Public Witness

THE HAGUE, NETHERLANDS: CPTers arrested at The Hague Nuclear Security summit—report by Maarten van der Werf

On 24 March 2014, CPTer Maarten van der Werf, along with Cocky de Graaf and Jet Visser, who had participated in CPT delegations to Palestine, were part of an effort by Dutch peace organizations and the Amsterdam Catholic Worker to hand-deliver a message to world leaders attending the nuclear summit at The Hague.  The message, according to van der Werf, was essentially this: “The commitment to nuclear disarmament is a better way to achieve nuclear security than enhancing the protection of present nuclear installations.”… Van der Werf wrote later of the experience,

We were arrested after diverting from the compulsory path to a field where we were allowed to demonstrate.  We, however, were not demonstrating, we were going to hand deliver a letter to the world leaders!  After 150 meters, we were met by an overpowering crowd of regular police and military police.  An estimated sixty participants were arrested.  We received fines or [orders to appear in court.]

I sat the full six hours [the maximum allowed] in a cell of one by two meters without any windows or outside light coming in.  It was an experience of complete loss of control over my situation.  It was very boring as well, so [it was a good time to reflect and I had some of the following thoughts]:

Our experience and the topic of the summit are all about security.  Security and overreaction have to do with fear.

We were mostly people over sixty who also participated in the actions against cruise missiles beginning in the 1980s.  B-61 bombs are still here and will be modernized (the nuclear part as well as new tailpieces to make them GPS guided bombs).  Business for Boeing!

The summit was about terrorists.  Can we trust ourselves with a nuclear arsenal?  Are we sure we are not going to use it?  If we decide not to use them, threatening is without substance, and we had better make them into bicycles.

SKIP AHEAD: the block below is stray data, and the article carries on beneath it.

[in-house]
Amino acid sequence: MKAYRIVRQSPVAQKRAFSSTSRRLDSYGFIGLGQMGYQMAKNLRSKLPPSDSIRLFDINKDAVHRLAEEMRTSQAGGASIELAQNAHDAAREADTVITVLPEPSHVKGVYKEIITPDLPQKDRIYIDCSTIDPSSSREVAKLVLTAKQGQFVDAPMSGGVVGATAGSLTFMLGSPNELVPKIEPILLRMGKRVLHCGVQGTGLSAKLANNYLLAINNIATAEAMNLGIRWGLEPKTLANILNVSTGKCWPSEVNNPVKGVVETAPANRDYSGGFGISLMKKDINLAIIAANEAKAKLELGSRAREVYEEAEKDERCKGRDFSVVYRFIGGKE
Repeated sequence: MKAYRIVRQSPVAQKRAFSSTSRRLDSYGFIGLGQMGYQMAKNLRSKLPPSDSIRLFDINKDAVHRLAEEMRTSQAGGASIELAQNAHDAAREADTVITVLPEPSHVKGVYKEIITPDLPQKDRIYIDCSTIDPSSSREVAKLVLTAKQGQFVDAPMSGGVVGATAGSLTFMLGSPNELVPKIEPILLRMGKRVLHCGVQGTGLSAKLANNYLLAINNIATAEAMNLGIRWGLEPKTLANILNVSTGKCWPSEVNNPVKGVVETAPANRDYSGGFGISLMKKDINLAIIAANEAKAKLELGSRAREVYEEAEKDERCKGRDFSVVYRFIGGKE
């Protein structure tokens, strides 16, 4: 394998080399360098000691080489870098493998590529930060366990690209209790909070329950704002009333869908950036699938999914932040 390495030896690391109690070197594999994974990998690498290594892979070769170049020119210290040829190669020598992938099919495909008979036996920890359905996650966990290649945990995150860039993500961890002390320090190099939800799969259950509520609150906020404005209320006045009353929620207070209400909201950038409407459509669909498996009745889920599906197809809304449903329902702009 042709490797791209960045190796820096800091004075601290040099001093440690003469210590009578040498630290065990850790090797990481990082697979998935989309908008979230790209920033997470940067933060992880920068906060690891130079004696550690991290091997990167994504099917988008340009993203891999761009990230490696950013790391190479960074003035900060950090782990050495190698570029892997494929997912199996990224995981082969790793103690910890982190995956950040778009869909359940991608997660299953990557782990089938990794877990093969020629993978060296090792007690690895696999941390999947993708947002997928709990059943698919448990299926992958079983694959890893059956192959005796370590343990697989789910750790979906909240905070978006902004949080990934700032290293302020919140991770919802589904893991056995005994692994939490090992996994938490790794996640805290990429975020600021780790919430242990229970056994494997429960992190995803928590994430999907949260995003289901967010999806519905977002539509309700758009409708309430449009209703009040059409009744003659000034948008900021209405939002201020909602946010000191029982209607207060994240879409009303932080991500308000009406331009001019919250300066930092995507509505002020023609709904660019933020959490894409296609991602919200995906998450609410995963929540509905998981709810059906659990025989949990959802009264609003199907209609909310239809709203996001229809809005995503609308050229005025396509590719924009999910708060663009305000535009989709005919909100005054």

COLOMBIA: Get ready for Days of Prayer and Action 5-7 April 2014

Every year, communities across North America come together in solidarity with our Colombia brothers and sisters in an effort to show policymakers that they want real change in U.S. and Canadian policy towards Colombia.  With the Colombian government and the largest guerrilla group, the FARC, currently engaged in peace negotiations, there is renewed hope for an end to the war in Colombia.  After five decades of unspeakable violence, forced displacements, widespread massacres, threats against unionists and human rights activists, and the economic and social exclusion of indigenous and Afro-descendant communities, let us join Colombians in saying it is time for peace.  This year's Days of Prayer and Action are April 5-7.

Directly translated, the word “adelante” means “forward.”  â€œAdelante” can also mean “ahead,” with the implied desire to move past the current situation to something further on, to something beyond.  Peace and justice are not static concepts and neither are the people of Colombia.  With one foot in front of the other, Colombians are already moving ahead and going forward in the work of peace and justice throughout the country.  We hope that you will use the resources below and join with the organizations, churches, and ordinary people in Colombia in their desire and action to move forward.